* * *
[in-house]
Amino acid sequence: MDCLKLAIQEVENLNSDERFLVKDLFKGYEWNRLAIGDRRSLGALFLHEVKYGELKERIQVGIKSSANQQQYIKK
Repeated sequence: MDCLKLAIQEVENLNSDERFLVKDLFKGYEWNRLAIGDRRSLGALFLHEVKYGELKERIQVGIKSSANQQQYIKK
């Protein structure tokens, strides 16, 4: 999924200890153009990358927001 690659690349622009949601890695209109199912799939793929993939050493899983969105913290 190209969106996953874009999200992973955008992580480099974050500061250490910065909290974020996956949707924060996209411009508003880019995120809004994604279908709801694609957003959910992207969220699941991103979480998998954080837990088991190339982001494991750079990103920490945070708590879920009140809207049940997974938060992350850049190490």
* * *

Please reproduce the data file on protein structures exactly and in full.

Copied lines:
[in-house]
Amino acid sequence: MDCLKLAIQEVENLNSDERFLVKDLFKGYEWNRLAIGDRRSLGALFLHEVKYGELKERIQVGIKSSANQQQYIKK
Repeated sequence: MDCLKLAIQEVENLNSDERFLVKDLFKGYEWNRLAIGDRRSLGALFLHEVKYGELKERIQVGIKSSANQQQYIKK
């Protein structure tokens, strides 16, 4: 999924200890153009990358927001 690659690349622009949601890695209109199912799939793929993939050493899983969105913290 190209969106996953874009999200992973955008992580480099974050500061250490910065909290974020996956949707924060996209411009508003880019995120809004994604279908709801694609957003959910992207969220699941991103979480998998954080837990088991190339982001494991750079990103920490945070708590879920009140809207049940997974938060992350850049190490």